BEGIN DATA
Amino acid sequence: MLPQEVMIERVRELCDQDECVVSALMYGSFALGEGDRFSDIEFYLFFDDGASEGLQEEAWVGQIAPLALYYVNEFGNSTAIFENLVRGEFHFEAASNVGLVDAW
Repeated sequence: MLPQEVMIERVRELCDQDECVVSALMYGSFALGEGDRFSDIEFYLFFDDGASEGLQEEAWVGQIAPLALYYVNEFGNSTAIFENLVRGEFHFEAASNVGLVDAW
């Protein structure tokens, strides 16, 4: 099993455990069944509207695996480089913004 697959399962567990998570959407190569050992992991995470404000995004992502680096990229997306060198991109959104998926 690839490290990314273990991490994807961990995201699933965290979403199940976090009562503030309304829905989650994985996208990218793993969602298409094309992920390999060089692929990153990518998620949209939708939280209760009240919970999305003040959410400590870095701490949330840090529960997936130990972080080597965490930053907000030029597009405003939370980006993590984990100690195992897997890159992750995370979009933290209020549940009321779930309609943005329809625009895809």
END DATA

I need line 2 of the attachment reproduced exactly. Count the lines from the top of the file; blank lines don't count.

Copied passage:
Repeated sequence: MLPQEVMIERVRELCDQDECVVSALMYGSFALGEGDRFSDIEFYLFFDDGASEGLQEEAWVGQIAPLALYYVNEFGNSTAIFENLVRGEFHFEAASNVGLVDAW